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February 2002 Issue
About Abalone
by Philip R. Gantt
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Welcome to Seasoned Cooking and to Phil's International Flair!

This month, I am taking a slightly different slant in this column. I am going to tell you a little bit about the abalone and end with a few suggestions on how to prepare them.

The abalone is a seawater snail, indigenous to the western coast of the North American Continent, ranging from Mexico in the south to Southeast Alaska in the north. Abalone are also found in a few other parts of the world. There are 6 primary varieties, red, pink, green, black, pinto and white. A few hybrids have been found in the wild, however. The pinto abalone are more abundant in the far north (Canada and Alaska). Black abalone are more common in shallow water and tidal areas along the rugged coastline.

The range of their habitat can extend into hundreds of feet deep in the ocean. The red abalone is the largest of the species and has the greatest commercial value. Abalone are found along the coastline where rocks and seaweed are abundant and in deep water where seaweed can grow.

The abalone begins life from eggs that are fertilized in the open ocean water. Once an egg is fertilized, it forms a microscopic creature called a veliger. Under a microscope, the veliger looks like a little helicopter with vibrating scilia that keep it suspended in the water. After about a week, the veliger starts to form a shell, causing it to sink. Veligers that happen to land in the sand are doomed to die of starvation, whereas those that land upon a rocky substrate with plenty of algae growing on it will survive. Red abalone grow at the rate of about 1 inch per year when they are young, and reach a maximum size of less than 12 inches after about 40 to 50 years in the wild. Generally speaking, once an abalone veliger lands on a rock, it will remain within 3 feet of that landing spot for its entire life. Since an abalone has only one foot, it can't run. They simply wander around a small area munching on seaweed. The scilia on the veligers eventually develop into the "feelers" that you see in the photograph.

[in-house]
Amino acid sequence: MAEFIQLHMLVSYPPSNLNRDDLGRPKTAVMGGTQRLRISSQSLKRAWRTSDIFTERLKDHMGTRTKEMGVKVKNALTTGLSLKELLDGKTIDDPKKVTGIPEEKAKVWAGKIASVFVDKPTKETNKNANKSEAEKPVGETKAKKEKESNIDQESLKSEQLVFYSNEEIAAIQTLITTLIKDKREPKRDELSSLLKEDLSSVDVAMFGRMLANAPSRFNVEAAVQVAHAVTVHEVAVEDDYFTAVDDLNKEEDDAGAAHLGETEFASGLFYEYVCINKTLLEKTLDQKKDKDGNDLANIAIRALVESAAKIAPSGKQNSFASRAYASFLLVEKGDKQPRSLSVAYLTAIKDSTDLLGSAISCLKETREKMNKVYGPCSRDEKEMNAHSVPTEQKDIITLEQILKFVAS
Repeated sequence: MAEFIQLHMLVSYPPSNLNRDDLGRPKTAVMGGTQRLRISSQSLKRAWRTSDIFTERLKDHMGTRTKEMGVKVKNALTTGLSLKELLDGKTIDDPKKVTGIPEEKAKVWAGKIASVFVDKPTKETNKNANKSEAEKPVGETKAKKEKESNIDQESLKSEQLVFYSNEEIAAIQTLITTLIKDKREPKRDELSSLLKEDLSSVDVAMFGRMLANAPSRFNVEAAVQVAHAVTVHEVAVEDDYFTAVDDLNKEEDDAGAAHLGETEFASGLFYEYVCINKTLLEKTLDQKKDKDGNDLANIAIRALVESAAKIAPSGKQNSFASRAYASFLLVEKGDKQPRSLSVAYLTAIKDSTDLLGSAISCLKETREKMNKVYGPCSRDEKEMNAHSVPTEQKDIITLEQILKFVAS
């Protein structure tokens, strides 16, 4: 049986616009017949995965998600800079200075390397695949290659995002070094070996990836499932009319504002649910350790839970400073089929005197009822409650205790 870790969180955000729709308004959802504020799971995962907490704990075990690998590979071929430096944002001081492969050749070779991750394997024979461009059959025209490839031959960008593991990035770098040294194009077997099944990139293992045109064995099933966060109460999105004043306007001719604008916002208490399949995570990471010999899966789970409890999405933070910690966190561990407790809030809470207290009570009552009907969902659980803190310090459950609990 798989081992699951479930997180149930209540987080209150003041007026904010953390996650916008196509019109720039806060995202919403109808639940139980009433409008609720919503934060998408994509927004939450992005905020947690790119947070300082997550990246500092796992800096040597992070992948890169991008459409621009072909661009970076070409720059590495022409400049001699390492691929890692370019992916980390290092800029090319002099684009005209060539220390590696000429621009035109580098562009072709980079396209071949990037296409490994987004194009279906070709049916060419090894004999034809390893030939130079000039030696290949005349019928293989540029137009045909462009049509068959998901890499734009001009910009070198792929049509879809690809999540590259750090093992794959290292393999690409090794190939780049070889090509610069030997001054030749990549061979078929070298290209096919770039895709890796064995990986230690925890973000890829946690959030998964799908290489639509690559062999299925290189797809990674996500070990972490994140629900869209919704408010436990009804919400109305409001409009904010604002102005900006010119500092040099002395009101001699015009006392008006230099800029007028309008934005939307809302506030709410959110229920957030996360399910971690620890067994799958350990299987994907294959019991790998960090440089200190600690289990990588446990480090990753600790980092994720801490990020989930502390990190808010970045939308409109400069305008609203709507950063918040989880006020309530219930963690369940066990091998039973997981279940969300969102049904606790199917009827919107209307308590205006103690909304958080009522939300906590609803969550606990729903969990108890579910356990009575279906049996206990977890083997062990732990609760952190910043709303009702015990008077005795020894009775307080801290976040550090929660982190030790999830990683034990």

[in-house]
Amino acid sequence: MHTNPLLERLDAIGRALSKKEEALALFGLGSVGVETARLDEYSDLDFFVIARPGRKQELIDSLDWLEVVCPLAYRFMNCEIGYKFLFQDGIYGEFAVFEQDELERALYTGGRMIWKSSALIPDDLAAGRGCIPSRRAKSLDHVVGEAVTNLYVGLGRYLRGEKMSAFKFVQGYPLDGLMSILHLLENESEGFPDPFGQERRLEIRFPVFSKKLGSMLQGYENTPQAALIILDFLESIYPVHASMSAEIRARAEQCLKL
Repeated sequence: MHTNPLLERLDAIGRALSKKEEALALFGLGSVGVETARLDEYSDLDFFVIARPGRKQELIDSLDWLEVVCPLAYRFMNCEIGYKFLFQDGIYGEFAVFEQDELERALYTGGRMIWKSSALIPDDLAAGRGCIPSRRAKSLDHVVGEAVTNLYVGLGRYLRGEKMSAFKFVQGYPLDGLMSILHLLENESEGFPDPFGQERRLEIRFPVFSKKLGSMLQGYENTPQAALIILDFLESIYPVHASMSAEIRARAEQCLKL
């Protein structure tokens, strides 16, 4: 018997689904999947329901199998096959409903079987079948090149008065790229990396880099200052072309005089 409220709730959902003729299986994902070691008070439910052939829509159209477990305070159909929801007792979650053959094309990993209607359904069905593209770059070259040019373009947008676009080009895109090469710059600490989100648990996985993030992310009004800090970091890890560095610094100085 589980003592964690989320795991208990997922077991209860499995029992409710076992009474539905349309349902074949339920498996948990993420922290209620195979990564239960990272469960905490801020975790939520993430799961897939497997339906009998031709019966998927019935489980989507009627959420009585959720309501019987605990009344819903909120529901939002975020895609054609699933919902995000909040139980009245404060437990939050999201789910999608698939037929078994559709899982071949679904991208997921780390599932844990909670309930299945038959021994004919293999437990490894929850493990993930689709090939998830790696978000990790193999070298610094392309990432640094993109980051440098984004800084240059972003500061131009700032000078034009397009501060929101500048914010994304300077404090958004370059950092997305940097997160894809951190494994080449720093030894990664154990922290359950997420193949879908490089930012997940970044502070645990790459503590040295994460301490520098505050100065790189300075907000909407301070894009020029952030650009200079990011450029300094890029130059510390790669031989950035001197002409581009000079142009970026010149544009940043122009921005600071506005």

Predators of the abalone include sea otters, fish, birds and other critters that make their home near the sea. The sea urchin competes with the abalone for food, and have been known to decimate an entire abalone population by "mowing" the seaweed down so that the abalone starve to death. Many areas that were once very productive for abalone are now barren due to a sea urchin infestation. On the positive side, markets have expanded in Japan for the export of sea urchins. With more sea urchins being harvested to meet this demand, kelp beds will eventually be reestablished providing suitable habitat for abalone. There are programs currently underway to transplant kelp to reforest the ocean. It is important that we learn from past mistakes and properly manage the harvest of these resources to maintain a proper balance. In this way we can sustain harvestable levels of abalone, urchins, and other animals to stabilize market prices.

The abalone has a single shell comprised of mother of pearl. The shells are quite beautiful. In centuries past, the abalone was harvested as food by the native peoples that lived along the western coast. The shells were used for making jewelry and tools, and highly valued for trading purposes.